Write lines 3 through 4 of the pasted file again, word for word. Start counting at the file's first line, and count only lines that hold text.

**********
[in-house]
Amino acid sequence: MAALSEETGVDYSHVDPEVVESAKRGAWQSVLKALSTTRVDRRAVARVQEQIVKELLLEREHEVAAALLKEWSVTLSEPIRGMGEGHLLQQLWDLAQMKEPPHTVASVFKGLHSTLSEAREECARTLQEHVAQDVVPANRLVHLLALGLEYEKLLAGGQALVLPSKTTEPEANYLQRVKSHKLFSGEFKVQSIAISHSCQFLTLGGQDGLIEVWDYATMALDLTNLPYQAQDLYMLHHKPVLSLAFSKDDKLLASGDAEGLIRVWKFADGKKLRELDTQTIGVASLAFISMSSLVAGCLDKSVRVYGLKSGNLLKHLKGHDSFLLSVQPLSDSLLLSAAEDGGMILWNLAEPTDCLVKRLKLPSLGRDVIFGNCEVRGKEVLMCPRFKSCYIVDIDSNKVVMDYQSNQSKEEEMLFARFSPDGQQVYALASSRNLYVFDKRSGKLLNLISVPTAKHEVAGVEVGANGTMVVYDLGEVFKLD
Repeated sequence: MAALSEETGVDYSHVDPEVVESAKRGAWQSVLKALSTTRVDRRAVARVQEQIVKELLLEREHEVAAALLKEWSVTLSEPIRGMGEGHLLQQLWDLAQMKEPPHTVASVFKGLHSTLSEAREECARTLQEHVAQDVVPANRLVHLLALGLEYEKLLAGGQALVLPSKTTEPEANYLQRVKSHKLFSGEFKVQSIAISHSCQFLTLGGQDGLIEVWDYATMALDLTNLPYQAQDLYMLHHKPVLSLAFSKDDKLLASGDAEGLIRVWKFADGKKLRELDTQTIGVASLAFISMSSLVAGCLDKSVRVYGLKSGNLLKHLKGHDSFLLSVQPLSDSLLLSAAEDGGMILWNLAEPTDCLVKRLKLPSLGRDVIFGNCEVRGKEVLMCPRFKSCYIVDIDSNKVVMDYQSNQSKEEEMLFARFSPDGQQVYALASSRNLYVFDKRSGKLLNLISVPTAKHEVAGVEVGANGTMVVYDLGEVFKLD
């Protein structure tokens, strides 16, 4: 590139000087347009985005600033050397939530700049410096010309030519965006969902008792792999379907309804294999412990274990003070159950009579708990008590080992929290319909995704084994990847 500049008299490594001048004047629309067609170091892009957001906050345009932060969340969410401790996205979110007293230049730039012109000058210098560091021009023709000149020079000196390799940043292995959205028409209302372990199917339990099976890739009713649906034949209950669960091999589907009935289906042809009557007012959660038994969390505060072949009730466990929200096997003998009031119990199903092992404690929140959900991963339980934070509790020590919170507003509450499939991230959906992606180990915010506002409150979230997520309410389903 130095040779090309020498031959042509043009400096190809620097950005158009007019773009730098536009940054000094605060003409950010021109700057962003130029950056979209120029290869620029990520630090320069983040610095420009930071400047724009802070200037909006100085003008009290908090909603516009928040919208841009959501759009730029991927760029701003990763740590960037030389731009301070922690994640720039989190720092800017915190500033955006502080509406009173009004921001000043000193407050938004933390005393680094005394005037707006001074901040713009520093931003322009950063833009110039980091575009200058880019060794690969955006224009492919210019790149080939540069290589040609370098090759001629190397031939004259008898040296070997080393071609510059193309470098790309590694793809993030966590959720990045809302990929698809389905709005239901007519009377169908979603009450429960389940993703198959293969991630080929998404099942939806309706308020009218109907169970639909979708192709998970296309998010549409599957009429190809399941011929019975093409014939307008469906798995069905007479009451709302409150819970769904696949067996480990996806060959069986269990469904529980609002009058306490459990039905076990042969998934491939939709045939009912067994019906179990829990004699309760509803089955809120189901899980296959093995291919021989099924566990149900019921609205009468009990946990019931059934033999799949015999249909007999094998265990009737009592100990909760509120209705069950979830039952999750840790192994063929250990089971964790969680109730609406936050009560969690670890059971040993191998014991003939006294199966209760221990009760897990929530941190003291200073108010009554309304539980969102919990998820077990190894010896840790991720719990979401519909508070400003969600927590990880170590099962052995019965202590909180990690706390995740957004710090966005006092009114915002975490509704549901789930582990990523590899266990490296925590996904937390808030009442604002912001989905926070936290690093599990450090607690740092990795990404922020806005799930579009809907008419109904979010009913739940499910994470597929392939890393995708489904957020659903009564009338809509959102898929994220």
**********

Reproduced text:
Repeated sequence: MAALSEETGVDYSHVDPEVVESAKRGAWQSVLKALSTTRVDRRAVARVQEQIVKELLLEREHEVAAALLKEWSVTLSEPIRGMGEGHLLQQLWDLAQMKEPPHTVASVFKGLHSTLSEAREECARTLQEHVAQDVVPANRLVHLLALGLEYEKLLAGGQALVLPSKTTEPEANYLQRVKSHKLFSGEFKVQSIAISHSCQFLTLGGQDGLIEVWDYATMALDLTNLPYQAQDLYMLHHKPVLSLAFSKDDKLLASGDAEGLIRVWKFADGKKLRELDTQTIGVASLAFISMSSLVAGCLDKSVRVYGLKSGNLLKHLKGHDSFLLSVQPLSDSLLLSAAEDGGMILWNLAEPTDCLVKRLKLPSLGRDVIFGNCEVRGKEVLMCPRFKSCYIVDIDSNKVVMDYQSNQSKEEEMLFARFSPDGQQVYALASSRNLYVFDKRSGKLLNLISVPTAKHEVAGVEVGANGTMVVYDLGEVFKLD
């Protein structure tokens, strides 16, 4: 590139000087347009985005600033050397939530700049410096010309030519965006969902008792792999379907309804294999412990274990003070159950009579708990008590080992929290319909995704084994990847 500049008299490594001048004047629309067609170091892009957001906050345009932060969340969410401790996205979110007293230049730039012109000058210098560091021009023709000149020079000196390799940043292995959205028409209302372990199917339990099976890739009713649906034949209950669960091999589907009935289906042809009557007012959660038994969390505060072949009730466990929200096997003998009031119990199903092992404690929140959900991963339980934070509790020590919170507003509450499939991230959906992606180990915010506002409150979230997520309410389903 130095040779090309020498031959042509043009400096190809620097950005158009007019773009730098536009940054000094605060003409950010021109700057962003130029950056979209120029290869620029990520630090320069983040610095420009930071400047724009802070200037909006100085003008009290908090909603516009928040919208841009959501759009730029991927760029701003990763740590960037030389731009301070922690994640720039989190720092800017915190500033955006502080509406009173009004921001000043000193407050938004933390005393680094005394005037707006001074901040713009520093931003322009950063833009110039980091575009200058880019060794690969955006224009492919210019790149080939540069290589040609370098090759001629190397031939004259008898040296070997080393071609510059193309470098790309590694793809993030966590959720990045809302990929698809389905709005239901007519009377169908979603009450429960389940993703198959293969991630080929998404099942939806309706308020009218109907169970639909979708192709998970296309998010549409599957009429190809399941011929019975093409014939307008469906798995069905007479009451709302409150819970769904696949067996480990996806060959069986269990469904529980609002009058306490459990039905076990042969998934491939939709045939009912067994019906179990829990004699309760509803089955809120189901899980296959093995291919021989099924566990149900019921609205009468009990946990019931059934033999799949015999249909007999094998265990009737009592100990909760509120209705069950979830039952999750840790192994063929250990089971964790969680109730609406936050009560969690670890059971040993191998014991003939006294199966209760221990009760897990929530941190003291200073108010009554309304539980969102919990998820077990190894010896840790991720719990979401519909508070400003969600927590990880170590099962052995019965202590909180990690706390995740957004710090966005006092009114915002975490509704549901789930582990990523590899266990490296925590996904937390808030009442604002912001989905926070936290690093599990450090607690740092990795990404922020806005799930579009809907008419109904979010009913739940499910994470597929392939890393995708489904957020659903009564009338809509959102898929994220």